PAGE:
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Food and Mood
Food and Mood
DASH Diet Helps People Lower High Blood Pressure and Improve Heart Health

What you eat affects both your physical and mental health. Think of the food you eat as the fuel for your body and for your brain, just like gas is the fuel for a car. Good fuel comes from food that is good for you, and it directly affects your brain and, therefore, your mood.

 In my last blog, I discussed how dark chocolate can stimulate the release of endorphins, the feel-good chemicals in the brain. In my “Food for Thought” blog last year, I encouraged eating more berries, walnuts, and fish that is high omega-3 fatty acids to protect your brain and help keep your memory sharp. Now, there’s even more research to support the benefits a healthy diet can have for your brain and your mental outlook.

The DASH diet — known formally as Dietary Approaches to Stop Hypertension — was created to help people with high blood pressure lower it and improve their heart health. According to Dr. Cherian of Rush University Medical Center, the same mechanisms of the DASH diet that promote heart health may also promote good brain health. Dr. Cherian studied the effect of different dietary patterns on brain function and the incidence of depression and found a link between the DASH diet and a lower risk for depression.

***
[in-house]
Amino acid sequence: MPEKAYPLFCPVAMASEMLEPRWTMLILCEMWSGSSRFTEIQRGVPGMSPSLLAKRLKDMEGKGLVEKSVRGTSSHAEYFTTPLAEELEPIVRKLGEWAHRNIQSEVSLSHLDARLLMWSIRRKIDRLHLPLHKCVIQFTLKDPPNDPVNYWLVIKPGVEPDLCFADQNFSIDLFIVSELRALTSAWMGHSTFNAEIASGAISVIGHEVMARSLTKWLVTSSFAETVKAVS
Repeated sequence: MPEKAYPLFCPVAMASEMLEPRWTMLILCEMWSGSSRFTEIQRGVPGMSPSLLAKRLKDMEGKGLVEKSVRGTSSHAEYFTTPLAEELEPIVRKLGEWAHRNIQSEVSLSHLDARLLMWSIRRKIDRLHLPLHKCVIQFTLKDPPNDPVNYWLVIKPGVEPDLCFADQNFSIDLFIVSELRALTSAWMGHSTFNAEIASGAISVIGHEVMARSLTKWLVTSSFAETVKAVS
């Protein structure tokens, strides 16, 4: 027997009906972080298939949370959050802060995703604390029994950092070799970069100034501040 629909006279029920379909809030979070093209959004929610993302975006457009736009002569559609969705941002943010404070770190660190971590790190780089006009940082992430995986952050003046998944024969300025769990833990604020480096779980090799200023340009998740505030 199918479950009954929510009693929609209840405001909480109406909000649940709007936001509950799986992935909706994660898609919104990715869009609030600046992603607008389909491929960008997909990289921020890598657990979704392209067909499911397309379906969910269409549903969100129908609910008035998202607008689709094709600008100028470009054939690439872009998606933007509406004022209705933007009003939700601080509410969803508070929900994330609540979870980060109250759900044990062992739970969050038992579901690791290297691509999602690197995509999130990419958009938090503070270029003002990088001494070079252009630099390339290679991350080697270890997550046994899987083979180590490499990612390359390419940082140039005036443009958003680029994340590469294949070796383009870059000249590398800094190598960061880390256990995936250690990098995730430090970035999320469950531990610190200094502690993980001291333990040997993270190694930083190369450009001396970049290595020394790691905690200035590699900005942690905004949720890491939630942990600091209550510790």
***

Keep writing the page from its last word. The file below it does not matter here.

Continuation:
The DASH diet limits intake of salt, red meat, sugars, and saturated fat. It emphasizes intake of whole grains, vegetables and fruit, and recommends only fat-free or low-fat dairy. Processed foods, foods and drinks with added sugar, and highly salted foods are limited, while more plant-based foods and heart healthy fats like nuts, seeds, and avocados, are encouraged. The diet is widely recommended because studies show it aids weight loss and improves heart health.

Eating breakfast regularly leads to improved mood, according to Lauren Blake a registered dietitian at the Ohio State University Wexner Medical Center-along with better memory, more energy throughout the day, and feelings of calmness. It stands to reason that skipping breakfast would do the opposite, leading to tiredness and anxiety. And, what makes a good breakfast? Lots of fiber from fruits and vegetables, some lean protein, good fats, and whole-grain carbohydrates are the perfect start to the day. Foods that fit right into the DASH diet guidelines.

Remember, eating nourishing foods is more than just for your body; it’s also for your mind!


Quote from Dr. Cherian:

Breakfast research:


















































































































































































Kirsten Romero
Kirsten Romero
Kirsten Romero, MS, RDN, is a registered dietitian with the wellness program at Senior Services of Southeastern Virginia.
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